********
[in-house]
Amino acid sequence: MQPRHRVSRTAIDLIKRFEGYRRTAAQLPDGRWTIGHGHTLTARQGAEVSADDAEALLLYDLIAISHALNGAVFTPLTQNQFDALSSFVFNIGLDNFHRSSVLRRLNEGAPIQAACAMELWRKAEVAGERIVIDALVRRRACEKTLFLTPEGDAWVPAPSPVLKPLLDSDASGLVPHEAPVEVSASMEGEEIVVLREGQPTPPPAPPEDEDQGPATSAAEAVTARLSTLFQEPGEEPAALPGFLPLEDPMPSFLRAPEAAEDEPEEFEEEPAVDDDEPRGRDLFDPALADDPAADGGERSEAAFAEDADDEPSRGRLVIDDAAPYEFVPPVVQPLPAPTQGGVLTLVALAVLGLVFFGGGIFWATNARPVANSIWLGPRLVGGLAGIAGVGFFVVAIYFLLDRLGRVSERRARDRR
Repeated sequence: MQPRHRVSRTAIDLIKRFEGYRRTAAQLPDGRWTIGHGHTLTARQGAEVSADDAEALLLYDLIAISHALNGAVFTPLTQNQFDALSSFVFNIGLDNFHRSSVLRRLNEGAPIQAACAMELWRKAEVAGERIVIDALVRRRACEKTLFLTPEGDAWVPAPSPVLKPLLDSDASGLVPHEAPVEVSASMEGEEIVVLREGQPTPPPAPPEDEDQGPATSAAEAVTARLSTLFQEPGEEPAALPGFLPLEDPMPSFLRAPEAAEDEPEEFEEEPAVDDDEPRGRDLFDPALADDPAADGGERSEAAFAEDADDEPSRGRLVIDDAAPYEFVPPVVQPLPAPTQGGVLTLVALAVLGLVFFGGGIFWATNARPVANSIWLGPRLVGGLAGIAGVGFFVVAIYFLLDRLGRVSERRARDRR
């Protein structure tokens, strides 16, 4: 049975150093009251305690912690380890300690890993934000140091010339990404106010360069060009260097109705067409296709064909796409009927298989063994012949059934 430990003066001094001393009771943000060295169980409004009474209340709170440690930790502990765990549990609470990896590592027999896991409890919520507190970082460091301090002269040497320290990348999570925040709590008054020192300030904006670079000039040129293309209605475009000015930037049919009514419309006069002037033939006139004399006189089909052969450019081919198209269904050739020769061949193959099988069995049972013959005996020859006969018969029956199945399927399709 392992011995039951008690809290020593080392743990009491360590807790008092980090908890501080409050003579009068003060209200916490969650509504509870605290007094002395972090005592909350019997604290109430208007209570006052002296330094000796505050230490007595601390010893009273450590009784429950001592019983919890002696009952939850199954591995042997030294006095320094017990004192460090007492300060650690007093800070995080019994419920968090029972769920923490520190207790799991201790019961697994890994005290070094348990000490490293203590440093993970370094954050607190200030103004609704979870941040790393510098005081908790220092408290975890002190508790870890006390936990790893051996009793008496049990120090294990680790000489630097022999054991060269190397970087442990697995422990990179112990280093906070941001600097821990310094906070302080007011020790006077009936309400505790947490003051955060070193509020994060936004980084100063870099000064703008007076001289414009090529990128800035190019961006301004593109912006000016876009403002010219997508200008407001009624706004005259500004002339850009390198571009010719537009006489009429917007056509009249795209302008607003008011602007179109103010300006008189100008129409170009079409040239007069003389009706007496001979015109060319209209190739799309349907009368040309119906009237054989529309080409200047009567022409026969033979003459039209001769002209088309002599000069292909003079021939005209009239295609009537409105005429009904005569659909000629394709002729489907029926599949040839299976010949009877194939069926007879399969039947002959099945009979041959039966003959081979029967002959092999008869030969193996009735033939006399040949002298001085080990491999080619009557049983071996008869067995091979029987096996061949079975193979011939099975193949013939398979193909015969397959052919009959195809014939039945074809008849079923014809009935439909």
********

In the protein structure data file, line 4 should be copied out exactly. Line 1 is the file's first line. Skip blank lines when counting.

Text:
């Protein structure tokens, strides 16, 4: 049975150093009251305690912690380890300690890993934000140091010339990404106010360069060009260097109705067409296709064909796409009927298989063994012949059934 430990003066001094001393009771943000060295169980409004009474209340709170440690930790502990765990549990609470990896590592027999896991409890919520507190970082460091301090002269040497320290990348999570925040709590008054020192300030904006670079000039040129293309209605475009000015930037049919009514419309006069002037033939006139004399006189089909052969450019081919198209269904050739020769061949193959099988069995049972013959005996020859006969018969029956199945399927399709 392992011995039951008690809290020593080392743990009491360590807790008092980090908890501080409050003579009068003060209200916490969650509504509870605290007094002395972090005592909350019997604290109430208007209570006052002296330094000796505050230490007595601390010893009273450590009784429950001592019983919890002696009952939850199954591995042997030294006095320094017990004192460090007492300060650690007093800070995080019994419920968090029972769920923490520190207790799991201790019961697994890994005290070094348990000490490293203590440093993970370094954050607190200030103004609704979870941040790393510098005081908790220092408290975890002190508790870890006390936990790893051996009793008496049990120090294990680790000489630097022999054991060269190397970087442990697995422990990179112990280093906070941001600097821990310094906070302080007011020790006077009936309400505790947490003051955060070193509020994060936004980084100063870099000064703008007076001289414009090529990128800035190019961006301004593109912006000016876009403002010219997508200008407001009624706004005259500004002339850009390198571009010719537009006489009429917007056509009249795209302008607003008011602007179109103010300006008189100008129409170009079409040239007069003389009706007496001979015109060319209209190739799309349907009368040309119906009237054989529309080409200047009567022409026969033979003459039209001769002209088309002599000069292909003079021939005209009239295609009537409105005429009904005569659909000629394709002729489907029926599949040839299976010949009877194939069926007879399969039947002959099945009979041959039966003959081979029967002959092999008869030969193996009735033939006399040949002298001085080990491999080619009557049983071996008869067995091979029987096996061949079975193979011939099975193949013939398979193909015969397959052919009959195809014939039945074809008849079923014809009935439909």